One of the ever-changing splendors of the Eternal City is the rainbow forest of street posters – deliciously known as manifesti in Italian — that decorate almost every Roman neighborhood. Political parties from communists to nouveau fascists fly their clashing colors, while the state lottery office promises that your fortune awaits — if you’ll just buy a ticket.

But no one in decades had seen the like of the posters that sprung up over the weekend, depicting a sullen Pope Francis, and asking, rhetorically and unanswerably, “Where is your mercy?” The posters accuse the Argentine-born pope of removing priests, ignoring cardinals’ advice, and “decapitating” an ancient religious order, the Knights of Malta, which rebelled against his populist vision for the Catholic Church.

Romans, long used to plots against the powerful – the Ides of March are not far off — have gleefully fallen into a guessing game about the author of the posters. A disgruntled Catholic with enough sway to print and paste them without detection? An aggressive atheist? Perhaps, even, a cardinal with a grudge?

It is a bold, if anonymous challenge to a pontiff who finds himself in a pitched battle with members of his inner court, or curia, who believe Francis is moving too quickly, and recklessly, to strip away centuries of tradition and remake the Church into the world’s largest social services agency.

While no one claims to know the perpetrator of the so-called “poster plot,” its motives are clear. An increasingly vocal minority of the Church hierarchy is worried about the way Francis operates, and by extension, how his actions will affect them. With the poster parade, an intra-Vatican struggle for influence has spilled into the streets.

While no one claims to know the perpetrator of the so-called “poster plot,” its motives are clear. An increasingly vocal minority of the Church hierarchy is worried about the way Francis operates, and by extension, how his actions will affect them. With the poster parade, an intra-Vatican struggle for influence has spilled into the streets.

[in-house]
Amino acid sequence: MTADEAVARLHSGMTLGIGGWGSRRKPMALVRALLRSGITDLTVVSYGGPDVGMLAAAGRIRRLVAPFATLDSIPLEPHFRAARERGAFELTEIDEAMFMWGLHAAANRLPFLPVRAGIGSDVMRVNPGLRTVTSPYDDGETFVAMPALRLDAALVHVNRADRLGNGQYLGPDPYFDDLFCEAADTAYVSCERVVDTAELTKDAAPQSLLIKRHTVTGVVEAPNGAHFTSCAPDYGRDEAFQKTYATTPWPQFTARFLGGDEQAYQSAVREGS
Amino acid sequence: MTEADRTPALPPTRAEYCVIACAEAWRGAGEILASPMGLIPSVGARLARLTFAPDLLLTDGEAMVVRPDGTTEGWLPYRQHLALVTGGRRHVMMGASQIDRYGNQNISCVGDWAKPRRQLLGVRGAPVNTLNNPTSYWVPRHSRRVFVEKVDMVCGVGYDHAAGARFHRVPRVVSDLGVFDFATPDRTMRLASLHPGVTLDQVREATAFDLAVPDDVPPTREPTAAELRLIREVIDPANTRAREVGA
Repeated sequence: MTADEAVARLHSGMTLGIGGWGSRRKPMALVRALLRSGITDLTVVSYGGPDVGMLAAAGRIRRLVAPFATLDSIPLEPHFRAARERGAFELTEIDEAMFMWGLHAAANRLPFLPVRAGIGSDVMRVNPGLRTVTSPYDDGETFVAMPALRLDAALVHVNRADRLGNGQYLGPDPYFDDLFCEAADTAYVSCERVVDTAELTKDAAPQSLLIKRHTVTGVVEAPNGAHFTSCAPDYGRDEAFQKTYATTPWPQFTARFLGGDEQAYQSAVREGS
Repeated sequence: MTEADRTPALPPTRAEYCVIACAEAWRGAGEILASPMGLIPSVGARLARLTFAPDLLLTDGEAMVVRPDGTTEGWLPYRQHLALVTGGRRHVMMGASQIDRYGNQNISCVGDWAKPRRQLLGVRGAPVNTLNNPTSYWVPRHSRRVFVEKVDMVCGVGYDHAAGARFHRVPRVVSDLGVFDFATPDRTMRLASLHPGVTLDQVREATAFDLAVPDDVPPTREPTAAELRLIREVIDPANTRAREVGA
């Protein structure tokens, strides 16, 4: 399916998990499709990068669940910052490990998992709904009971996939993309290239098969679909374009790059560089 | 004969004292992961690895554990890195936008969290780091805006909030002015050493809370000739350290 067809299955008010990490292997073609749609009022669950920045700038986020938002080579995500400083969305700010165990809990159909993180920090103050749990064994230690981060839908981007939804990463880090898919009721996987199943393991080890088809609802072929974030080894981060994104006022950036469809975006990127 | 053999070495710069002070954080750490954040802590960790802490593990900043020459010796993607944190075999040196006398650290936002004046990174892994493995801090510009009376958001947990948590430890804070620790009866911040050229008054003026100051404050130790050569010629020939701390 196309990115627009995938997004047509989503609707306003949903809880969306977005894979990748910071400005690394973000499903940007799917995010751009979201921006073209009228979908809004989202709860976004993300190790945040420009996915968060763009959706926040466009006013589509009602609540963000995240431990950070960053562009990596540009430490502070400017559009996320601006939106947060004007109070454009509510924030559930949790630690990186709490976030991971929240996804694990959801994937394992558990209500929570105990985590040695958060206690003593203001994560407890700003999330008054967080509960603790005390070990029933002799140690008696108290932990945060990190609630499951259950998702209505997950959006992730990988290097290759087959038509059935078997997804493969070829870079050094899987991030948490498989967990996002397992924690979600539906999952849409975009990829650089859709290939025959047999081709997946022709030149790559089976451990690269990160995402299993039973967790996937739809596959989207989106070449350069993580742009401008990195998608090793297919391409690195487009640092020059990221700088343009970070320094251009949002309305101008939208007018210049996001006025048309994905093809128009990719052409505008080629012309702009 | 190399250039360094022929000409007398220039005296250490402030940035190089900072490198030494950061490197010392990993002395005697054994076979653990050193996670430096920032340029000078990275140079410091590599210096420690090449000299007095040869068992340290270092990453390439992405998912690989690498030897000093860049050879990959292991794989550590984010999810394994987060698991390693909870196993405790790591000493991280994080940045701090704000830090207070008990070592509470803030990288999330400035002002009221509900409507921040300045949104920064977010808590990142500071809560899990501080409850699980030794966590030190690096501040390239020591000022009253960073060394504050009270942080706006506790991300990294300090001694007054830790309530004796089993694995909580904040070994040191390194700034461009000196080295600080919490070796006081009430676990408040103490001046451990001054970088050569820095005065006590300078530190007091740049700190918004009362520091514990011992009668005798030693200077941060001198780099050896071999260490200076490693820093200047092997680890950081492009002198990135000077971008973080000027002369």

The pope has given his opponents reason to worry. He has artfully cultivated a kinder-gentler, man-of-the-people image since his elevation to the Throne of Peter in 2013. He declined to live in the Apostolic Palace reserved for the pope. He shunned the red shoes that go with his office, preferring brown. He criticized cardinals who are chauffeured around Rome, choosing to ride in a compact car instead of the gas-guzzling, bullet-proof Pope-mobile. He kissed the feet of prisoners, invited gay Catholics to Mass, and advised rich people to part with their wealth.

More substantively, he has publicly excoriated members of the Church hierarchy for spending more time playing Vatican politics than helping the poor. He has suggested, alarmingly to traditionalists, a willingness to consider changes in Catholic teaching regarding homosexuality, divorce, and the role of women in the Church.

These simmering tensions came to a head last month, when Francis took personal control of the 1,100-year-old Order of the Knights of Malta, a well-funded conservative lay organization dedicated to charitable works. The order, which had enjoyed sovereignty over its affairs for centuries, tried to fire one of its top-ranking officers who oversaw a program that distributed condoms in Burma. Francis reinstated the official and, in retaliation, demanded the head Knight resign. The pope imposed his own delegate to administer the Order, and its multi-million dollar treasury.

Further alienating those who think his papacy has spun out of control, Francis gave an interview, printed this week in the Italian newspaper Corriere della Sera, in which he bluntly said, “There is corruption in the Vatican.”

The overnight appearance of the anti-Francis posters temporarily replaced the epic incompetence of the Italian government as cocktail-party fodder. The Rome police force has promised to review its closed circuit cameras, which, as in other big cities, are ubiquitous. So far, they have not released any information about what the cameras may have captured.

Francis is only the latest radical to call Rome home. The city has endured an emperor who declared his horse a member of the Senate, another who burned the city to the ground, and a paunchy Fascist duce who conceded, “It’s not impossible to govern Italy. It’s useless.” Francis may come to the same conclusion about the Catholic Church. He needs only to take a brown-shod stroll down any street.

John Moody is Executive Vice President, Executive Editor for Fox News. A former Vatican correspondent and Rome bureau chief for Time magazine, he is the author of four books, including “Pope John Paul II : Biography.



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